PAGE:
Stuff Etc. capitalizes on recycling mentality

By Angela Holmes

CORALVILLE—By responding to market demands and providing stellar customer service, Mary Sundblad has grown her retail business into one of the largest consignment chains in the country.

Stuff Etc. Quality Consignment Stores has grown from a small secondary shop in Iowa City to a well-recognized chain with seven stores across the state.

The Coralville store alone will reach $3 million in sales this year, hitting its biggest month – $300,000 – in August.

Demand for consigned items is such that in the next year Stuff plans to expand its Cedar Rapids store from 33,000 square feet to 45,000 square feet.

The franchise had its humble beginnings in 1985, when Ms. Sundblad bought the Merry Go Round consignment shop on Riverside Drive in Iowa City. At the time, the store carried primarily children’s and maternity items.

She moved the business to a 750-square-foot storefront on Highland Court in Iowa City, added country crafts and changed the name to Kids Stuff & Kountry Kreations. Within a year, business had grown so much, Ms. Sundblad’s husband, Tom Sundblad, built a new 3,000-square-foot building on Keokuk Street.

Once country décor made its way out of style, Ms. Sundblad dropped the crafts and focused on consigned items.

“As time went on, we went to just consignment – that’s where they money is,” she said.

But customers weren’t just interested in children’s clothesh, and began asking for more variety. “People wanted everything in one shop,” Ms. Sundblad noted.

So, she changed her focus to everything from furniture and housewares to books and electronics, and changed the name to Stuff Etc. in the early 1990s.

Because the Iowa City store was such a success, Ms. Sundblad decided to expand in other parts of the Corridor.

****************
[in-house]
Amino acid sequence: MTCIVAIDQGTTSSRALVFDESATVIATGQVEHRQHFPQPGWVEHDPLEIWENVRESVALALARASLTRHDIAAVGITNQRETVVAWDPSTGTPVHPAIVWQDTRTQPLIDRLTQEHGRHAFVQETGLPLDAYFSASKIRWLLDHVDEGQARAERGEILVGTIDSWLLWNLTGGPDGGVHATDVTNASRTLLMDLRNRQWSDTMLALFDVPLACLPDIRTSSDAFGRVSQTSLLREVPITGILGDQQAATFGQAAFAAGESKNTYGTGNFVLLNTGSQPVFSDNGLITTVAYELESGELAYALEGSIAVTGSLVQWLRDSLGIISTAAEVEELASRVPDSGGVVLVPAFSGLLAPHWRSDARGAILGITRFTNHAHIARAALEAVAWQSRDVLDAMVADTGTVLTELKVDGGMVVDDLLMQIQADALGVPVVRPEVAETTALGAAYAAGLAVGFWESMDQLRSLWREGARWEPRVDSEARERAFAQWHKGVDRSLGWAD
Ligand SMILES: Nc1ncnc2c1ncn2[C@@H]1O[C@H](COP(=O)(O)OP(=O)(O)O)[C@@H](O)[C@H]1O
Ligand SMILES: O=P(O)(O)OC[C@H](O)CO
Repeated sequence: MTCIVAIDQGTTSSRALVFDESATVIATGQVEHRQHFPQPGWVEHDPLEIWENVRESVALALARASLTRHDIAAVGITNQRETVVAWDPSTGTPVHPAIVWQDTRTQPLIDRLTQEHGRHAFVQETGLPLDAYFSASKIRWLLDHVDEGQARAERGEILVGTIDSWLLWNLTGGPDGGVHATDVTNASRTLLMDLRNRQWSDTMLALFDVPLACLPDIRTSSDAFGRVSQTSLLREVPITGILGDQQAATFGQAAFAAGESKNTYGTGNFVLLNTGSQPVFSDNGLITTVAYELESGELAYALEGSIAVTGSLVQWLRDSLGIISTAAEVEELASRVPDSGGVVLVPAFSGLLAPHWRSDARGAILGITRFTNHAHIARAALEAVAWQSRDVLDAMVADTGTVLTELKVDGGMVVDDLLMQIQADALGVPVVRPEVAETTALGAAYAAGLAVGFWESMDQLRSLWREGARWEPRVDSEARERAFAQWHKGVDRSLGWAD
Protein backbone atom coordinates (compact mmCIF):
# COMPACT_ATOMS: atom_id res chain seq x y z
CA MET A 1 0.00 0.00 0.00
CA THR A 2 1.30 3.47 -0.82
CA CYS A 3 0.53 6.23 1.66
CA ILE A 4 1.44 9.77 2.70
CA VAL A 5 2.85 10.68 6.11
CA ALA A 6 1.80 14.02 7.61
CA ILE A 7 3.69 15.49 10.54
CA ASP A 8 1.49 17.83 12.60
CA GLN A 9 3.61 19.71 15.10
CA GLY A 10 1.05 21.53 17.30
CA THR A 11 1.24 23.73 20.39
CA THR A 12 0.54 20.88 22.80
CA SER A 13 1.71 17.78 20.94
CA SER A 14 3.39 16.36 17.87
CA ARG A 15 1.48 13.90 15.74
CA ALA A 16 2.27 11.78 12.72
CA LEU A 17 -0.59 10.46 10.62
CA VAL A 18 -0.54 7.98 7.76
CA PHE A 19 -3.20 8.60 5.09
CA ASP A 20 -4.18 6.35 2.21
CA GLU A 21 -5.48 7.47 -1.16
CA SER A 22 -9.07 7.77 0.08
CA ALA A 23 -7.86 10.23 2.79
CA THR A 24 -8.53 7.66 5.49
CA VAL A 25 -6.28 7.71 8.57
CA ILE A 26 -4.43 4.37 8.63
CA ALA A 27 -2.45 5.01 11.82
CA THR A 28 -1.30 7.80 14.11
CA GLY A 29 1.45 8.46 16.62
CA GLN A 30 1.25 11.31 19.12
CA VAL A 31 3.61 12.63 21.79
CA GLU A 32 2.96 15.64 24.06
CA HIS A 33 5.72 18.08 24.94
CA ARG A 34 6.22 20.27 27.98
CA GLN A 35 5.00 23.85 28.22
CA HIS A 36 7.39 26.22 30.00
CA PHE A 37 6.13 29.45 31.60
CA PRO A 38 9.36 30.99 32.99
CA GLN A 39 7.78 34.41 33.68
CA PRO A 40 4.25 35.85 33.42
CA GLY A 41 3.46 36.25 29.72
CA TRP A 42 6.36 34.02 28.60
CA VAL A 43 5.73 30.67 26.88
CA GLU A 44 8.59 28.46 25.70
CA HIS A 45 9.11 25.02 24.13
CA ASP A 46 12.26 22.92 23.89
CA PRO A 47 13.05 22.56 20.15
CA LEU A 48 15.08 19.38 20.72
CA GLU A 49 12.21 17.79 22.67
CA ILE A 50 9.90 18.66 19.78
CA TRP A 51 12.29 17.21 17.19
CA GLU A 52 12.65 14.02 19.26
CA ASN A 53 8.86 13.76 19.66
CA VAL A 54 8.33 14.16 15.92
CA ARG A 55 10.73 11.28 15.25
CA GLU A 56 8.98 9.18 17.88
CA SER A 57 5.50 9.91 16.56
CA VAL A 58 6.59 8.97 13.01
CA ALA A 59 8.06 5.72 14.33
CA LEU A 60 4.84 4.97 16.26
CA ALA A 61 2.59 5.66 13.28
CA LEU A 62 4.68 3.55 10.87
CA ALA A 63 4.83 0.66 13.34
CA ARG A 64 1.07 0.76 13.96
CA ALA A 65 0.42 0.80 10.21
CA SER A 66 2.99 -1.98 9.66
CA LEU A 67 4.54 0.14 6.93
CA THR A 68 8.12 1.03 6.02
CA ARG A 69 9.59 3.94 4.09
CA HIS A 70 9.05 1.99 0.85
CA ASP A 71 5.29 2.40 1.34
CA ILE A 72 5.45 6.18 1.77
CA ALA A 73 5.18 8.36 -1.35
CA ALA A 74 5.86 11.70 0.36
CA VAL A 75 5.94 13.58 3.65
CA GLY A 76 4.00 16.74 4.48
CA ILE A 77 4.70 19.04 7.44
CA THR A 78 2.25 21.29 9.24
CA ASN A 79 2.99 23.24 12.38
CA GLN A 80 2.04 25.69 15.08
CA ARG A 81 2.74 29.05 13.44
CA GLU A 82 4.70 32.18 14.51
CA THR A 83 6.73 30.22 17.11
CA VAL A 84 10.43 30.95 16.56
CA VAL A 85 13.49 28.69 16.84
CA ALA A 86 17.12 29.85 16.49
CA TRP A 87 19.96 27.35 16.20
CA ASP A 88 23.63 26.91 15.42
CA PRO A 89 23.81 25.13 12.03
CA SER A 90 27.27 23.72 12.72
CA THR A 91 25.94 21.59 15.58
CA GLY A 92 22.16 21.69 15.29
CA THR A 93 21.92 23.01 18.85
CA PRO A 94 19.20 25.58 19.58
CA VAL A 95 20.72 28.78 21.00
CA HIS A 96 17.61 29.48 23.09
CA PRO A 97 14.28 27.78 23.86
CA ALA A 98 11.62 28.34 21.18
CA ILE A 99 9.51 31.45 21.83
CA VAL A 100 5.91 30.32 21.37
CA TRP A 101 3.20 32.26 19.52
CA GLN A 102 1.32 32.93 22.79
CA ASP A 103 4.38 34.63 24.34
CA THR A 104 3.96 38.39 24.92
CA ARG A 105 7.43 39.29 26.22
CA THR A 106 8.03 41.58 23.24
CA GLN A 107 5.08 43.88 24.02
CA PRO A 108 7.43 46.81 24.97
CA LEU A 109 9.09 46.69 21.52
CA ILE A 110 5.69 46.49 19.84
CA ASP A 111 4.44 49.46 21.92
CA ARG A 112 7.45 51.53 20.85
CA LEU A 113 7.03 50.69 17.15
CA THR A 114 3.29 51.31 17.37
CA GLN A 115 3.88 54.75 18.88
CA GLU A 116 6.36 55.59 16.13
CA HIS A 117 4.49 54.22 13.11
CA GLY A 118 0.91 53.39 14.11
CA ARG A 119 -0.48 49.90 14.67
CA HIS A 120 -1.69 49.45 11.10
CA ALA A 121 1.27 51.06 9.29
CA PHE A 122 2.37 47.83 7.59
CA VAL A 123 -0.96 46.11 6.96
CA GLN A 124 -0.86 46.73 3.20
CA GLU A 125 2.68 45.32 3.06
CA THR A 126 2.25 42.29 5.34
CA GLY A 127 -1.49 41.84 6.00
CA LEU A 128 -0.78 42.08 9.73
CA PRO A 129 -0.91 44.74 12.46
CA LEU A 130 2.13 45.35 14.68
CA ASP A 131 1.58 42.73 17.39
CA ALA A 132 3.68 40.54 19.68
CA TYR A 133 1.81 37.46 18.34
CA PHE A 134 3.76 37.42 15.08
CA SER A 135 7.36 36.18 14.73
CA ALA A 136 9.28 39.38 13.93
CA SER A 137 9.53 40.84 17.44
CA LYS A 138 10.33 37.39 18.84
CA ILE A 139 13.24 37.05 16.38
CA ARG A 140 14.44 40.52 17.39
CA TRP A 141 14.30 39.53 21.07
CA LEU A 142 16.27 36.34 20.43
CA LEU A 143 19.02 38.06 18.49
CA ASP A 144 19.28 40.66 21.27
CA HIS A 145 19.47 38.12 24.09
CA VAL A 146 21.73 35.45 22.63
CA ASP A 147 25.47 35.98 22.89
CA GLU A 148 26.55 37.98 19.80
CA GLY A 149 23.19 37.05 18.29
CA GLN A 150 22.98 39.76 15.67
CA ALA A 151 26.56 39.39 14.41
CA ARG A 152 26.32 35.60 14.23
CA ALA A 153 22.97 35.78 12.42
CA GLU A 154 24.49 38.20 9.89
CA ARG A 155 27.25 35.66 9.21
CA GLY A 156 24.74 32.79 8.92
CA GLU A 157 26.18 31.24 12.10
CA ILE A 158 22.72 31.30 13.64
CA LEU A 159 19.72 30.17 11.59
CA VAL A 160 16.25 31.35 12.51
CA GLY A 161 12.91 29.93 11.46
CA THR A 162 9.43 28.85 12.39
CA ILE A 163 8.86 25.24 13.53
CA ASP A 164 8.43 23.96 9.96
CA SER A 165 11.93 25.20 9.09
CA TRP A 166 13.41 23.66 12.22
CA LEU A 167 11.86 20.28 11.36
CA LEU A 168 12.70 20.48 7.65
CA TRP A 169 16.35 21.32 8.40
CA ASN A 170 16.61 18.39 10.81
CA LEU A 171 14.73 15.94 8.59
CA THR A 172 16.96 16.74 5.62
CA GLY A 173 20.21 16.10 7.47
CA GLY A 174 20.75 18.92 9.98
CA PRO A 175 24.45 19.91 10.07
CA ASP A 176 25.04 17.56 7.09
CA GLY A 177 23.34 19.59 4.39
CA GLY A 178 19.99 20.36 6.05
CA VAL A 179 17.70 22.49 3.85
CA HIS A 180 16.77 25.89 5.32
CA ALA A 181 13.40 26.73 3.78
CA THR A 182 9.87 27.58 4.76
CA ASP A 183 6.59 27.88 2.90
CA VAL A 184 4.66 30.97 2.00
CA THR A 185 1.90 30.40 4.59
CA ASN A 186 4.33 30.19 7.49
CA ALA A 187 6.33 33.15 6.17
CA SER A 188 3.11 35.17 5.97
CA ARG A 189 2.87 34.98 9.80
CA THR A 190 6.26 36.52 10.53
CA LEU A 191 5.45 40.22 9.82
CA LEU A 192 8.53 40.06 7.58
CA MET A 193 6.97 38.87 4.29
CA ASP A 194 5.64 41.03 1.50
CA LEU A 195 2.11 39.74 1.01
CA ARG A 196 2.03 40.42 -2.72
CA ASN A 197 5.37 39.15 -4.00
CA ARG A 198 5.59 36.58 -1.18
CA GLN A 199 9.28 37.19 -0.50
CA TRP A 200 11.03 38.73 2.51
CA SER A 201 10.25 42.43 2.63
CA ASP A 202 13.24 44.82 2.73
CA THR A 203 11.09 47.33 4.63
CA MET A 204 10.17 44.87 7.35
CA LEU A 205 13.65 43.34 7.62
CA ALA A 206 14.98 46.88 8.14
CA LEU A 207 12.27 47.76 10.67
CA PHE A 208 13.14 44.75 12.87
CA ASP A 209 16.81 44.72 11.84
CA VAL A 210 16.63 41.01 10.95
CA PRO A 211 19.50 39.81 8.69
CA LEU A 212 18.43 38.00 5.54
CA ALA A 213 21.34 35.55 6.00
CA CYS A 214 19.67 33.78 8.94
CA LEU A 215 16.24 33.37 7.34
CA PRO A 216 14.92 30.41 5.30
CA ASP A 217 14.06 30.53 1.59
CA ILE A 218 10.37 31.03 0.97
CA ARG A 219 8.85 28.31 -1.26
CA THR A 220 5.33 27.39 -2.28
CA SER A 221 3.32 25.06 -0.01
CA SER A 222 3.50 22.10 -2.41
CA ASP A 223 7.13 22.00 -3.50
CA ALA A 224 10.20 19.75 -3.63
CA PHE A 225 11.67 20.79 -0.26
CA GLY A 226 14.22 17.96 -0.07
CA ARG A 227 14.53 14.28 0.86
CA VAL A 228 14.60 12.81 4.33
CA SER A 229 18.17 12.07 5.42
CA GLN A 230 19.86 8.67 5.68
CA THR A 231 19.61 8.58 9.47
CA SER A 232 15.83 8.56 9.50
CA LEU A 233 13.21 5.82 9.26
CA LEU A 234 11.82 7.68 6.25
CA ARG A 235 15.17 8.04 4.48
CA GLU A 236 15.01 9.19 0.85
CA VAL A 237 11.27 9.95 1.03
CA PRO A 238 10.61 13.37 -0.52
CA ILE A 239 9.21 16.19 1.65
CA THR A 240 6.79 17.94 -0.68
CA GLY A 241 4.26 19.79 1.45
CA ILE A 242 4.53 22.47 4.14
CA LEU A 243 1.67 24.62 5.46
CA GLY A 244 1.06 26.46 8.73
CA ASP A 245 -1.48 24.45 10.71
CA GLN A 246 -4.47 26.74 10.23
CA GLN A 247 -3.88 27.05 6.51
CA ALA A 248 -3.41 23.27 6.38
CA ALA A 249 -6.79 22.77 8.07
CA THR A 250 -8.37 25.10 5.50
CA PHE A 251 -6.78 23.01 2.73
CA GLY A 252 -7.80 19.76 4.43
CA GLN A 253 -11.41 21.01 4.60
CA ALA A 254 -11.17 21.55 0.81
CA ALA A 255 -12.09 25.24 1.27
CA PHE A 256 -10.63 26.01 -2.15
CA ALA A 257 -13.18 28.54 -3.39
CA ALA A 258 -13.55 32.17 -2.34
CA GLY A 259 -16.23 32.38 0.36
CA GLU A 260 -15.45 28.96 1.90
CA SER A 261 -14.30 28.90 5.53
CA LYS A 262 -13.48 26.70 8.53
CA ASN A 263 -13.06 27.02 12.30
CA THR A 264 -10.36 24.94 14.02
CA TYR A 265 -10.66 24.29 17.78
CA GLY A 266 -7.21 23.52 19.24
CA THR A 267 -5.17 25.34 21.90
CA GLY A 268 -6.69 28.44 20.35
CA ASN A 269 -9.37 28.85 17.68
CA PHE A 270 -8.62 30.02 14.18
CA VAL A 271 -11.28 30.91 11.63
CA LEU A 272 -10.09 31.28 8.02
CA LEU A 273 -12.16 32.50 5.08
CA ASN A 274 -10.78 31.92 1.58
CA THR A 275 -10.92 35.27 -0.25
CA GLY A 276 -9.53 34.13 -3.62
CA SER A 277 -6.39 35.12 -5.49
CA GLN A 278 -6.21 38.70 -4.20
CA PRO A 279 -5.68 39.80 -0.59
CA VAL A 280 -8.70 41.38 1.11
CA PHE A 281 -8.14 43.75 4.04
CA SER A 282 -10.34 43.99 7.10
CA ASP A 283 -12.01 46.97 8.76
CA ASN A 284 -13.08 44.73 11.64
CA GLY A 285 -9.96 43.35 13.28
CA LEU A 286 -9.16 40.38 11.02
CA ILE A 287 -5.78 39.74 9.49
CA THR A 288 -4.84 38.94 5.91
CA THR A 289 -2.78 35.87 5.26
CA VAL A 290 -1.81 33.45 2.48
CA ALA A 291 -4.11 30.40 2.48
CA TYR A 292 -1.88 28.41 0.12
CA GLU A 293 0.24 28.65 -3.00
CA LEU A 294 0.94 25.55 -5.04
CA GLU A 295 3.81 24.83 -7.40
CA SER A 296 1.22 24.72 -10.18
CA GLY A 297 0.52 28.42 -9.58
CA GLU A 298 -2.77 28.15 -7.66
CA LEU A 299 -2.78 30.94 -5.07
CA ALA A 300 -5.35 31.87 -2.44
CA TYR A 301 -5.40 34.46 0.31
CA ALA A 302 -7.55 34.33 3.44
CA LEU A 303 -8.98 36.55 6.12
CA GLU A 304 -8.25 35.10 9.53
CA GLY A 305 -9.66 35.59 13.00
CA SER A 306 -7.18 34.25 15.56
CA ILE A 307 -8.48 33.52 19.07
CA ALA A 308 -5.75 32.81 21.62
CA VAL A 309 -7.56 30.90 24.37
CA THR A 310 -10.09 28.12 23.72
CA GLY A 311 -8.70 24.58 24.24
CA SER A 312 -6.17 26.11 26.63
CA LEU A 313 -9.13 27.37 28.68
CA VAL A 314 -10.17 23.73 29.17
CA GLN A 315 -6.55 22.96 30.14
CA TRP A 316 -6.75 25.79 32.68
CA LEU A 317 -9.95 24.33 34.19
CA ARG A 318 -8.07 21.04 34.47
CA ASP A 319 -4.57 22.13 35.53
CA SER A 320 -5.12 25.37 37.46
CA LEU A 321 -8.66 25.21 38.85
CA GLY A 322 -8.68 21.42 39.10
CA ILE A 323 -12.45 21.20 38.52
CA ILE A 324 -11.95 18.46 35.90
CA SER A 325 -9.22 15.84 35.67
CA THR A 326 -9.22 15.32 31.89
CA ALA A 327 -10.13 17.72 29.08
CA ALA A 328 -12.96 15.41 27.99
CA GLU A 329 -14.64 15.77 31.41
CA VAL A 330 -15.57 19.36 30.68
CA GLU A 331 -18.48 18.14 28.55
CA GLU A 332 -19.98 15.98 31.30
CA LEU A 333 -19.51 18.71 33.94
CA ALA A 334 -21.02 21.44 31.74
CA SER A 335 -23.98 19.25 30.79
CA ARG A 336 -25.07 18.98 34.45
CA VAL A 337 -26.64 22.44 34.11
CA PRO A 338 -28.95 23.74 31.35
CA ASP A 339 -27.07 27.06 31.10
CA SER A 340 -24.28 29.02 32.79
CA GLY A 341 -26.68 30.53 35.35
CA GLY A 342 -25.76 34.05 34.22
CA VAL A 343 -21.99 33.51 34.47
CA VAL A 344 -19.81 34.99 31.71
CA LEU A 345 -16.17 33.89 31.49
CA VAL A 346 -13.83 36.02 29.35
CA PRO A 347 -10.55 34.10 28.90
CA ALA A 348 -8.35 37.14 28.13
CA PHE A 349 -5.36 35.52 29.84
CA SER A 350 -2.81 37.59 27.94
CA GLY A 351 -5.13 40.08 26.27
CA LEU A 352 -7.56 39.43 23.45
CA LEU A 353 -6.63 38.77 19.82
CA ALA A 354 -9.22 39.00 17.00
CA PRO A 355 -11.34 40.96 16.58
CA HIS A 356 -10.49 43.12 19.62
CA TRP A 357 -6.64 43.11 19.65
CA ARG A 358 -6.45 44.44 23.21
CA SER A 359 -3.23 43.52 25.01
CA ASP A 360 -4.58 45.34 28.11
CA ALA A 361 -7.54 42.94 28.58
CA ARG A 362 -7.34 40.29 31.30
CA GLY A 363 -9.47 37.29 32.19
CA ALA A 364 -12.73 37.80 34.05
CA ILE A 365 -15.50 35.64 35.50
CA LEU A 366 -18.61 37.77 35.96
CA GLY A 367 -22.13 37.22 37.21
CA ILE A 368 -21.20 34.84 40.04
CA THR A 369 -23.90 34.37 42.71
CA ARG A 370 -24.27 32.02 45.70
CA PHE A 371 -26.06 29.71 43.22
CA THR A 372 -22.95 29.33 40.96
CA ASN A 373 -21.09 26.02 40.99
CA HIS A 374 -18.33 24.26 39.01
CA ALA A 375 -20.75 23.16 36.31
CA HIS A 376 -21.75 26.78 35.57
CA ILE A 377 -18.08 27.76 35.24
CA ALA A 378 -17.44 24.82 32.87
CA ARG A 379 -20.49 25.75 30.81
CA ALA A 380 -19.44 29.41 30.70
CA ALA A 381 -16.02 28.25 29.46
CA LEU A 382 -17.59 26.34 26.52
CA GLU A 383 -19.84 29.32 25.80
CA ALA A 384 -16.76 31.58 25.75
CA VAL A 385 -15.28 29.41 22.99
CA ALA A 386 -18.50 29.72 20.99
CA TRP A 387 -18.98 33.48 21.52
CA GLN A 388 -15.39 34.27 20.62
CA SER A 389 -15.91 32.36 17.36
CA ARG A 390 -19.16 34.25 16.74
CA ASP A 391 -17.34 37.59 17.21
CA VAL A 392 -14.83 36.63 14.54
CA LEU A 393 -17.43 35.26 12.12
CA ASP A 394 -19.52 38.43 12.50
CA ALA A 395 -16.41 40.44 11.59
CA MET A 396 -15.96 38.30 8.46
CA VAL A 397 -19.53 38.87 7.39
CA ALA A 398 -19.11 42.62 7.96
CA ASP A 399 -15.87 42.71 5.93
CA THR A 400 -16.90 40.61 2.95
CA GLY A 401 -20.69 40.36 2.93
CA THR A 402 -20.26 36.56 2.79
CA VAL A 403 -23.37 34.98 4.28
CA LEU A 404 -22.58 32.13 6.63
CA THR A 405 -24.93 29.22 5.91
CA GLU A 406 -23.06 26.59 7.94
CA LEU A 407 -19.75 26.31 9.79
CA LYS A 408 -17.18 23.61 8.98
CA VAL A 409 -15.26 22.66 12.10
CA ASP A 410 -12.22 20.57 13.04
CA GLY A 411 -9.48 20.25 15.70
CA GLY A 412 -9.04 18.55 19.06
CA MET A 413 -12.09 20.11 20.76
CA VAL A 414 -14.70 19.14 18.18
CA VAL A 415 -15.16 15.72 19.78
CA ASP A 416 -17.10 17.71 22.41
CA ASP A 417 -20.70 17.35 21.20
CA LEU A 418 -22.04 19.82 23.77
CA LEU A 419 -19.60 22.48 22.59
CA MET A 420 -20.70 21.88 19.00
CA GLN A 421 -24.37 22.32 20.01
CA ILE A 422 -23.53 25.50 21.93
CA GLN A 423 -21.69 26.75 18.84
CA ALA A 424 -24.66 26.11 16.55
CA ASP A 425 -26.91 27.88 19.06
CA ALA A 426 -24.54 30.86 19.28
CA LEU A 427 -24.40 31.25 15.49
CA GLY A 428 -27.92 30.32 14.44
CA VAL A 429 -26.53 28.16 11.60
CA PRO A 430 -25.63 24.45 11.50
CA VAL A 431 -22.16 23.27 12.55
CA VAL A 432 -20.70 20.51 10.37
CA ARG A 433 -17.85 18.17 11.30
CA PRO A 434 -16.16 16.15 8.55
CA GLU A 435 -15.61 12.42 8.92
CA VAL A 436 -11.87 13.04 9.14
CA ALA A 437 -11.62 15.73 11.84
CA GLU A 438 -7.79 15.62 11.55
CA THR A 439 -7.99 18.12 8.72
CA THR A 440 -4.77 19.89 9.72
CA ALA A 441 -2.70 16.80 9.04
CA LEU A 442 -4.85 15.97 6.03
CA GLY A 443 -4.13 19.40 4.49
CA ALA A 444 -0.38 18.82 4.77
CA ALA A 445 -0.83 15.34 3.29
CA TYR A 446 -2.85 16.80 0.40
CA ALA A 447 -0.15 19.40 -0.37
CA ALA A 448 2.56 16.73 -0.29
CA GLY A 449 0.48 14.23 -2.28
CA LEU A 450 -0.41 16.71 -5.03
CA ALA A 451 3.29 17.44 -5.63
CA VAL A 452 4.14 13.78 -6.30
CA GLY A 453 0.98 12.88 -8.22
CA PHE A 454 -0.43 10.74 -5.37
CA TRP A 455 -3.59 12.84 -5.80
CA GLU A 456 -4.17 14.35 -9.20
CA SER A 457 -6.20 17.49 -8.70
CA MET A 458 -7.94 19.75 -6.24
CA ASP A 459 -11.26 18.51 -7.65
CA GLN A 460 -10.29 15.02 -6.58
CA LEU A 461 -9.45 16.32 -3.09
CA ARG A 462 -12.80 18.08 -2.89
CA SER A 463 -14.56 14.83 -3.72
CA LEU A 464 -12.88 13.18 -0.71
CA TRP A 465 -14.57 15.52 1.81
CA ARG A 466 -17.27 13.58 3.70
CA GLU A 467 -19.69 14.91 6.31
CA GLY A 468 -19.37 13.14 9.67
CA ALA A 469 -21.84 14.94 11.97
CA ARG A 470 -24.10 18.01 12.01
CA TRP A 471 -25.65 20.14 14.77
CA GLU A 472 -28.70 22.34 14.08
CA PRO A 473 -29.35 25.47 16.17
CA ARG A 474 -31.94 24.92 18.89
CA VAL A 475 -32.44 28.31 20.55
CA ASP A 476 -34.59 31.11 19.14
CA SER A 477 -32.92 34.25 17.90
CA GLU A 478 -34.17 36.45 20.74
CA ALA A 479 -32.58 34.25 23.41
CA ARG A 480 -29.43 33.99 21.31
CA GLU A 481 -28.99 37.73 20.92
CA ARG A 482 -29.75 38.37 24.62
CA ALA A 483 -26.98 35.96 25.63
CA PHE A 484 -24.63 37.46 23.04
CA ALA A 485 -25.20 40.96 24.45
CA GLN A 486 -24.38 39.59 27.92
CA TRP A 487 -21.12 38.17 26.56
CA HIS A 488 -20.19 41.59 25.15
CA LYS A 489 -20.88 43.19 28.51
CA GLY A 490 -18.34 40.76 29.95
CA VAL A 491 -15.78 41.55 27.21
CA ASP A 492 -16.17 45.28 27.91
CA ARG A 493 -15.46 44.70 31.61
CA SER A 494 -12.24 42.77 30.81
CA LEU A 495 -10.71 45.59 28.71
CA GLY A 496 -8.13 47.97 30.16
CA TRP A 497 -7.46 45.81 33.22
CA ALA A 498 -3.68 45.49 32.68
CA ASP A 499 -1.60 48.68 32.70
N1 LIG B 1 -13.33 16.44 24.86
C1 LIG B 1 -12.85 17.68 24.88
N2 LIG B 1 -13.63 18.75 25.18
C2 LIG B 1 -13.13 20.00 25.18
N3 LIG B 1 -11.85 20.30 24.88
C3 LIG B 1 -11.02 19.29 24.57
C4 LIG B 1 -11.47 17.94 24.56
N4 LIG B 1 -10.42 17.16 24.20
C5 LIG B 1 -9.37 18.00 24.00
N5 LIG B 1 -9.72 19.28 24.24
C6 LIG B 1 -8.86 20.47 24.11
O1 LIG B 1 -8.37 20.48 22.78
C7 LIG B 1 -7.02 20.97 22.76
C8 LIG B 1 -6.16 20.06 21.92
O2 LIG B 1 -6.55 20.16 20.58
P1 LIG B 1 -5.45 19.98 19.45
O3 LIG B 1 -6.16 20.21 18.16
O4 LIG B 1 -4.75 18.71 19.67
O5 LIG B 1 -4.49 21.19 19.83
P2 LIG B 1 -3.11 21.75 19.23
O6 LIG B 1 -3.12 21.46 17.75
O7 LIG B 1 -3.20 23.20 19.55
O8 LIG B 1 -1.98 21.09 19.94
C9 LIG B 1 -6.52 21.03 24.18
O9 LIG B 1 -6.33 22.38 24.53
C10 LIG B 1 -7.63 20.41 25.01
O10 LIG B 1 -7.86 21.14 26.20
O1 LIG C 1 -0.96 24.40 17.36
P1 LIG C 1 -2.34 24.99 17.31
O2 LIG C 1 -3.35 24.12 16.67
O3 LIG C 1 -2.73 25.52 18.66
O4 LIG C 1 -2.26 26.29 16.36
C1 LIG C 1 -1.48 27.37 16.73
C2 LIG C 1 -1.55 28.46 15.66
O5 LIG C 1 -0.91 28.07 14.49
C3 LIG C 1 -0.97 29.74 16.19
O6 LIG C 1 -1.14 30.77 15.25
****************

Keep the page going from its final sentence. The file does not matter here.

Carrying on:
To test the market, she rented an 8,000-square-foot space on the Coralville strip in 2000. The market was ripe, and within two years, the Coralville store moved into its current 36,000-square-foot store on Commerce Drive near Interstate 80. Stuff also entered the Cedar Rapids market.

“We study areas and demographics before we open in a city,” Ms. Sundblad said. “With 20,000-square-foot buildings, we need consignors.”

That hasn’t been a problem, as the Iowa City store alone has 30,000-40,000 registered consignors.

Selling consigned items not only keeps Stuff’s overhead down, it also benefits the consignors, said Ms. Sundblad, as they are given an outlet to unload unwanted items and make some money. Consignors receive 40 percent of the sale price of their items. They can either cash out their accounts or use the money toward purchases at the store.

“When you’re a consignor, it’s like a savings account,” Ms. Sundblad said.

Iowa’s recycling mentality gives consignment stores like Stuff a boost, constantly providing customers with different, inexpensive items.

“Go green is chic and recycling is big, especially in Iowa City,” Ms. Sundblad said. “Every day we put out 1,000 items on the floor.”

The items are carefully looked over before being accepted to ensure quality, she said.

“A lot of items are things that have been purchased in the last couple months,” Ms. Sundblad said. “Customers will find a lot of items with brand new tickets from people who didn’t need them.”

Along with its corporate stores in Iowa City, Coralville and Cedar Rapids, Stuff has franchise stores in Waterloo, Davenport and Ankeny. The corporate staff supports each franchise store.

“If they aren’t successful, we are not,” Ms. Sundblad noted.

Ms. Sundblad would like to expand to other states, but is cautious as each state has its own franchising laws.

“We can’t be everywhere, but some cities we want to have a presence,” she said, adding that college towns such as Lincoln, Neb. are a good fit for Stuff’s concept and demographics.

Staying nimble

Keeping in the tradition of a family business, earlier this year Ms. Sundblad’s daughter-in-law, Sara Sundblad, was named director of operations, a new position for the company. She was formerly the general manager of the Coralville store for 11 years.

Running a business is a constant learning curve, both Sundblad women agreed.

“You have to wear a lot of different hats to stay informed,” Sara Sundblad said.

Technology has drastically changed the way the business is run, she noted. Social media sites like Facebook allow customers to share their experiences, and other popular sites like Pinterest give customers ideas for repurposing used items.

“Social media has created such a marketing buzz,” Sara Sundblad said.

Computers and technology aside, the keys to running a successful business have remained the same since 1985, Mary Sundblad noted.

“Everywhere we try to give back and make a difference,” she said. “Integrity is huge. Whatever you do, the consignor and customer are No. 1.”